Even as Disney prepares the launch of a third “Star Wars” trilogy, expected to be set after the events of “Return of the Jedi,” Dark Horse Comics is returning to the post-original trilogy era first as the publisher is set to launch a second “Star Wars: Legacy” series in 2013.
The latest volume of the title will be written by Corinna Bechko and Gabriel Hardman — best known for their well-received run on BOOM! Studios’ “Planet of the Apes” comics. Hardman also provides interior art while Dave Wilkins is the cover artist.
Originally launching in 2006 from writer John Ostrander and artist Jan Duursema, the 50-issue run of “Star Wars: Legacy” featured Cade Skywalker, long-presumed to be a descendant of Ben Skywalker and thereby, the last remaining Skywalker.
This new series features a descendant of Han Solo and Leia Organa, who, Bechko and Hardman told CBR News exclusively, is named Ania Solo. Bechko and Hardman also shared details about the Imperial Knight and Mon Calamari featured on the cover for “Star Wars: Legacy”#1.
With a tale taking place shortly after the original “Star Wars: Legacy” series, the writers also teased that Cade Skywalker may also appear, though not in the opening arc. For now, we have the promise of stories set some 100 years after the Battle of Yavin featuring Jedi, Sith, the Force and a descendant of Han and Leia. What’s not to love?
CBR News: First off, what is your history with “Star Wars?” Are you long-time fans of the source material?
Corinna Bechko: [Laughs] Yes, you could say that.
Gabriel Hardman: The appeal of doing this is being able to play in that world. Both of us were three years old when the first “Star Wars” movie came out. We saw it in the theater, and speaking for myself, I’ve been an enormous “Star Wars” fan for years, and the opportunity to make up a story in the world of Star Wars is incredibly appealing.
Bechko: It’s funny, but before we got this gig, I filled out a questionnaire and there was a question about the earliest movie I can recall that really influenced me — and I wrote down “Star Wars.” That is absolutely true. To get this opportunity is an amazing, amazing honor.
Hardman: We’re of that first generation of “Star Wars” fans. It’s been an ever-present, pop cultural influence for us.
You’re then obviously psyched about the new “Star Wars” movies that are coming out, then. Do you feel any added pressure to be writing in the future, more than 100 years after the Battle of Yavin, when you know Lucasfilm’s writers will be mining this same fertile ground for at least three feature films?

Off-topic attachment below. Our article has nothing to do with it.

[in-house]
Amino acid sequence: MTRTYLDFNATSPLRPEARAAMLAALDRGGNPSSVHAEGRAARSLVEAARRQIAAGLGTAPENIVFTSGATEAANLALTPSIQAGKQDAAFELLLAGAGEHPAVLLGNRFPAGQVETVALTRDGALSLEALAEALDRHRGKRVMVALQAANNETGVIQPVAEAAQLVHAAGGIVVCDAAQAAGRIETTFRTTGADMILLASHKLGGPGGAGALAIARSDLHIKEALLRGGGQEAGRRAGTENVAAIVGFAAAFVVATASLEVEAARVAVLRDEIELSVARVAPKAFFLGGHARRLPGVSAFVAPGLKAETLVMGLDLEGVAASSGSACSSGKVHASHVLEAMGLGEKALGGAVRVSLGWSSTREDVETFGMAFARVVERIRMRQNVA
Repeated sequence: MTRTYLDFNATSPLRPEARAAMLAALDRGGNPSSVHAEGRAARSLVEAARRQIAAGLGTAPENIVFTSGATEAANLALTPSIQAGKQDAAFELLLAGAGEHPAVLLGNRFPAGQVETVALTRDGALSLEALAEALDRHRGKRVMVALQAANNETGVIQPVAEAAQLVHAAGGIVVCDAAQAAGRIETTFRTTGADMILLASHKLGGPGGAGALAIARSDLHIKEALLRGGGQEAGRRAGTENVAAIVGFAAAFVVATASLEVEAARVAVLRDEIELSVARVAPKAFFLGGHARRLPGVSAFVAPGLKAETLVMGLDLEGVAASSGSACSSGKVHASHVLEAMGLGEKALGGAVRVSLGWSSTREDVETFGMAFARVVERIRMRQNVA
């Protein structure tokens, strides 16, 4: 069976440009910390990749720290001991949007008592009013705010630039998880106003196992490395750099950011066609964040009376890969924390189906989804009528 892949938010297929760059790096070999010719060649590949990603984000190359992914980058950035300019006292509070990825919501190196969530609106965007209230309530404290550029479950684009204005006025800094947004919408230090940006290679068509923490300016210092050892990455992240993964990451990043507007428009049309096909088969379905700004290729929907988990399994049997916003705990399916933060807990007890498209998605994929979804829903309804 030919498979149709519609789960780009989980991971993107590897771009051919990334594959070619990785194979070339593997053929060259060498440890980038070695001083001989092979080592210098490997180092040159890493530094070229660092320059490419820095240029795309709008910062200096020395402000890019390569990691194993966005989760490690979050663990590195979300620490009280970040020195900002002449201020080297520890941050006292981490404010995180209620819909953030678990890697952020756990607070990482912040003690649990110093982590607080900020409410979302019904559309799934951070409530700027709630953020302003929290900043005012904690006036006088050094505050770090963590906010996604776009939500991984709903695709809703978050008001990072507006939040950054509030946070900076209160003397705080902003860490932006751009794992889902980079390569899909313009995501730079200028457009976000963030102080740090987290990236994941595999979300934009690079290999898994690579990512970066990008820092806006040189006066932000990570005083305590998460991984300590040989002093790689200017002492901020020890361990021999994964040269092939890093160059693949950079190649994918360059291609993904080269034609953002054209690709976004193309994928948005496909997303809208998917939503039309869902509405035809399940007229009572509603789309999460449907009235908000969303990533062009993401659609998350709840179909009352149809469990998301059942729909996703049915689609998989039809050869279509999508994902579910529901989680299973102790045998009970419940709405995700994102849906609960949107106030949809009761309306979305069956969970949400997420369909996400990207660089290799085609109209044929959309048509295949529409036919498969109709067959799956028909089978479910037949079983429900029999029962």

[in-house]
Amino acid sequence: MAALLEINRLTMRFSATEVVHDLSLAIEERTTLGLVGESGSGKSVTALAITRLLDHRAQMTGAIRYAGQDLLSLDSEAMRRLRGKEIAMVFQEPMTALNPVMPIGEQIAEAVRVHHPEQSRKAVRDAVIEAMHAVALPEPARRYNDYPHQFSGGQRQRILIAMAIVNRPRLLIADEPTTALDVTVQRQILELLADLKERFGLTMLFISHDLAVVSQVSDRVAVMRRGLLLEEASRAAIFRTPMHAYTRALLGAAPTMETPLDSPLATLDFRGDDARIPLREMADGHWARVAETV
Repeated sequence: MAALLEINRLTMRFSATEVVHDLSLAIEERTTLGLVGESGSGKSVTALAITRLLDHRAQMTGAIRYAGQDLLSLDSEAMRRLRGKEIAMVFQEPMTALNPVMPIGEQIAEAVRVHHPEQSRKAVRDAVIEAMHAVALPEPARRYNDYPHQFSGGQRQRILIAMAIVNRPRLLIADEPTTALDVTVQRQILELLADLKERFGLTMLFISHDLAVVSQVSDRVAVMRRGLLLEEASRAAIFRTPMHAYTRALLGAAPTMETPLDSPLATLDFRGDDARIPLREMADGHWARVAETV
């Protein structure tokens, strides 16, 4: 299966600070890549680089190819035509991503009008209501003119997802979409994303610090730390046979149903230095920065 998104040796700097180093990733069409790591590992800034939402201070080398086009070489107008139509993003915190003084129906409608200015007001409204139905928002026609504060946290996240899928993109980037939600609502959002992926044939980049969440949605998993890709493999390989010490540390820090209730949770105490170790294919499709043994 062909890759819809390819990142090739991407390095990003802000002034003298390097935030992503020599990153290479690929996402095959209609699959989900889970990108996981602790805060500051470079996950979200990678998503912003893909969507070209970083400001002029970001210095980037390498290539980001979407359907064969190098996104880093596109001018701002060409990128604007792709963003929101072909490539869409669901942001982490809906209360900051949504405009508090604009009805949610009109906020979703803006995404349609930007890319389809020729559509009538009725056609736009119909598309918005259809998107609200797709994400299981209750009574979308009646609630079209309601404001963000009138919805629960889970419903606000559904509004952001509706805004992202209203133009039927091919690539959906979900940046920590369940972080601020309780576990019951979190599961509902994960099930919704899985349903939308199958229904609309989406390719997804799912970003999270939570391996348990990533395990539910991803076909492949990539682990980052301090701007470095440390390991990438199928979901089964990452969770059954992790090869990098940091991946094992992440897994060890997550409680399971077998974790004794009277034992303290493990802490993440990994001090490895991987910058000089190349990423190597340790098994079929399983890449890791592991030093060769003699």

Hardman: Of course. We have no idea of what’s going to happen in the movies; we’re just trying to tell an exciting story that would work no matter what. And the era that our story is set is likely well after what they would be dealing with in the movies anytime soon, no matter what.
Is the first issue “Star Wars: Legacy” #1, or “Star Wars: Legacy, Vol. 2” #1 or “Star Wars: Legacy” #1 with a subtitle like “War?”
Hardman: It should be #1. It’s a new volume, which should start with #1. It follows the previous one, but it’s not directly following on it — it’s not about the same characters.
Dark Horse’s last story from this era, “Star Wars: Legacy — War,” was set 138 years after the Battle of Yavin. How much further into the future does your story take place?
Hardman: Like I said, it follows relatively soon after the conclusion of the previous “Star Wars: Legacy.” It’s set in that era.
Do you need to have read “Star Wars: Legacy” or “Star Wars: Legacy — War” to follow this story?
Bechko: No, absolutely not.
Hardman: We certainly build on everything that John Ostrander and Jan Duursema did in the previous one, and it takes place in that world, but it should work equally for people that know that stuff and those that don’t.
Bechko: But hopefully, if you do pick up ours and like it, you’ll want to go back and read their rich tapestry, which they built over 50-plus issues.
The lead character of this adventure is the great-granddaughter of Han Solo and Leia Organa. Beyond that, what can you tell us about her?